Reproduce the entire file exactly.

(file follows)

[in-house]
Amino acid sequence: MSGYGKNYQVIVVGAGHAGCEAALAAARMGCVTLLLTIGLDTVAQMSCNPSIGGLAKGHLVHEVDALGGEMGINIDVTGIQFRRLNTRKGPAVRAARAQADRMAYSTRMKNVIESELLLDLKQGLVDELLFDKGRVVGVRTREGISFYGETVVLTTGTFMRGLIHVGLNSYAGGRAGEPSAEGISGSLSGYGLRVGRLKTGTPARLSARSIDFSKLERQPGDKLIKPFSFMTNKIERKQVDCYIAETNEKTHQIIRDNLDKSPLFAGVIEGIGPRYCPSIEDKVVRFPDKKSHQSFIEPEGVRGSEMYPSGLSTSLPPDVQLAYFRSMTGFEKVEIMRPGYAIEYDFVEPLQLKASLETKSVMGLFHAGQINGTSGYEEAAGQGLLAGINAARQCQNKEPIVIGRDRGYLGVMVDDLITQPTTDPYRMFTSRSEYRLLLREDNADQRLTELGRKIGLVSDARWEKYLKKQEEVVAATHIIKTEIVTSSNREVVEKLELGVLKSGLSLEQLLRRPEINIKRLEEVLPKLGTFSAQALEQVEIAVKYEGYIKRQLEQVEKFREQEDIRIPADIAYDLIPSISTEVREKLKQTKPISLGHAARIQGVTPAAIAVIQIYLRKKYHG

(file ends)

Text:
[in-house]
Amino acid sequence: MSGYGKNYQVIVVGAGHAGCEAALAAARMGCVTLLLTIGLDTVAQMSCNPSIGGLAKGHLVHEVDALGGEMGINIDVTGIQFRRLNTRKGPAVRAARAQADRMAYSTRMKNVIESELLLDLKQGLVDELLFDKGRVVGVRTREGISFYGETVVLTTGTFMRGLIHVGLNSYAGGRAGEPSAEGISGSLSGYGLRVGRLKTGTPARLSARSIDFSKLERQPGDKLIKPFSFMTNKIERKQVDCYIAETNEKTHQIIRDNLDKSPLFAGVIEGIGPRYCPSIEDKVVRFPDKKSHQSFIEPEGVRGSEMYPSGLSTSLPPDVQLAYFRSMTGFEKVEIMRPGYAIEYDFVEPLQLKASLETKSVMGLFHAGQINGTSGYEEAAGQGLLAGINAARQCQNKEPIVIGRDRGYLGVMVDDLITQPTTDPYRMFTSRSEYRLLLREDNADQRLTELGRKIGLVSDARWEKYLKKQEEVVAATHIIKTEIVTSSNREVVEKLELGVLKSGLSLEQLLRRPEINIKRLEEVLPKLGTFSAQALEQVEIAVKYEGYIKRQLEQVEKFREQEDIRIPADIAYDLIPSISTEVREKLKQTKPISLGHAARIQGVTPAAIAVIQIYLRKKYHG